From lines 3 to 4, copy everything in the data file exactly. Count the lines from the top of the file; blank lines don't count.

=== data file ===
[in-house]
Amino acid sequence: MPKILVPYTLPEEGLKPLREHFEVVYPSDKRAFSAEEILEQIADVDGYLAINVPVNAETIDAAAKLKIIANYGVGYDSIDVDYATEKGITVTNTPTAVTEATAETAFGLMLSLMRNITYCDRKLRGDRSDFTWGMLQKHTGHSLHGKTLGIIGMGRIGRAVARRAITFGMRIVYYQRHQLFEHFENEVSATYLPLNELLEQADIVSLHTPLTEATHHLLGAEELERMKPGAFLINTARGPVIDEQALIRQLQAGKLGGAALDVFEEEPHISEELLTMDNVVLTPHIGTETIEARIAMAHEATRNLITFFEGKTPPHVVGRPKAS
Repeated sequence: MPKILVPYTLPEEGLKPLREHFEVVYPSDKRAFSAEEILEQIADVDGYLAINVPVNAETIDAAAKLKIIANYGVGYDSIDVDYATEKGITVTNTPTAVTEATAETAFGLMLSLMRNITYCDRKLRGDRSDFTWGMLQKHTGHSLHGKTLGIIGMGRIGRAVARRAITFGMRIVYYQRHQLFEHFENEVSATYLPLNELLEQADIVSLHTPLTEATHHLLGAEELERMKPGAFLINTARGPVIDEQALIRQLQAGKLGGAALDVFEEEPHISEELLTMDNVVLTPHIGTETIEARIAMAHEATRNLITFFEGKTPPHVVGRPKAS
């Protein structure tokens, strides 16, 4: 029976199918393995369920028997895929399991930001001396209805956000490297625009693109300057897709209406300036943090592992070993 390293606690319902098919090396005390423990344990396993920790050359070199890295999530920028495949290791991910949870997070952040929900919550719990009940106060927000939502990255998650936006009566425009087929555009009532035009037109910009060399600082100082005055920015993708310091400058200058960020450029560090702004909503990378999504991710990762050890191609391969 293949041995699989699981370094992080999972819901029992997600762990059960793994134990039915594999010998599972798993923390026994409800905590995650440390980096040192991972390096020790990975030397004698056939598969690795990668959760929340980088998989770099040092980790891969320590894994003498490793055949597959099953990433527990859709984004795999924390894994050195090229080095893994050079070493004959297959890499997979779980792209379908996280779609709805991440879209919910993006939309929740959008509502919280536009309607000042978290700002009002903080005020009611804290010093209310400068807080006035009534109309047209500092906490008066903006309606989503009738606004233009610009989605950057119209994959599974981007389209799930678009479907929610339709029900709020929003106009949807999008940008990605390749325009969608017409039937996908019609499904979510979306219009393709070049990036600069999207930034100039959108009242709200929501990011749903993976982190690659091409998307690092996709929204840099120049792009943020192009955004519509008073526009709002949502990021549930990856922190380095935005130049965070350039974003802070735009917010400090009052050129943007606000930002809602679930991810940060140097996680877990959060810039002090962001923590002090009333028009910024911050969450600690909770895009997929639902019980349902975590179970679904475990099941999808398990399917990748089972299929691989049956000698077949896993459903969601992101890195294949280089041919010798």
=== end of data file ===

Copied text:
Repeated sequence: MPKILVPYTLPEEGLKPLREHFEVVYPSDKRAFSAEEILEQIADVDGYLAINVPVNAETIDAAAKLKIIANYGVGYDSIDVDYATEKGITVTNTPTAVTEATAETAFGLMLSLMRNITYCDRKLRGDRSDFTWGMLQKHTGHSLHGKTLGIIGMGRIGRAVARRAITFGMRIVYYQRHQLFEHFENEVSATYLPLNELLEQADIVSLHTPLTEATHHLLGAEELERMKPGAFLINTARGPVIDEQALIRQLQAGKLGGAALDVFEEEPHISEELLTMDNVVLTPHIGTETIEARIAMAHEATRNLITFFEGKTPPHVVGRPKAS
């Protein structure tokens, strides 16, 4: 029976199918393995369920028997895929399991930001001396209805956000490297625009693109300057897709209406300036943090592992070993 390293606690319902098919090396005390423990344990396993920790050359070199890295999530920028495949290791991910949870997070952040929900919550719990009940106060927000939502990255998650936006009566425009087929555009009532035009037109910009060399600082100082005055920015993708310091400058200058960020450029560090702004909503990378999504991710990762050890191609391969 293949041995699989699981370094992080999972819901029992997600762990059960793994134990039915594999010998599972798993923390026994409800905590995650440390980096040192991972390096020790990975030397004698056939598969690795990668959760929340980088998989770099040092980790891969320590894994003498490793055949597959099953990433527990859709984004795999924390894994050195090229080095893994050079070493004959297959890499997979779980792209379908996280779609709805991440879209919910993006939309929740959008509502919280536009309607000042978290700002009002903080005020009611804290010093209310400068807080006035009534109309047209500092906490008066903006309606989503009738606004233009610009989605950057119209994959599974981007389209799930678009479907929610339709029900709020929003106009949807999008940008990605390749325009969608017409039937996908019609499904979510979306219009393709070049990036600069999207930034100039959108009242709200929501990011749903993976982190690659091409998307690092996709929204840099120049792009943020192009955004519509008073526009709002949502990021549930990856922190380095935005130049965070350039974003802070735009917010400090009052050129943007606000930002809602679930991810940060140097996680877990959060810039002090962001923590002090009333028009910024911050969450600690909770895009997929639902019980349902975590179970679904475990099941999808398990399917990748089972299929691989049956000698077949896993459903969601992101890195294949280089041919010798």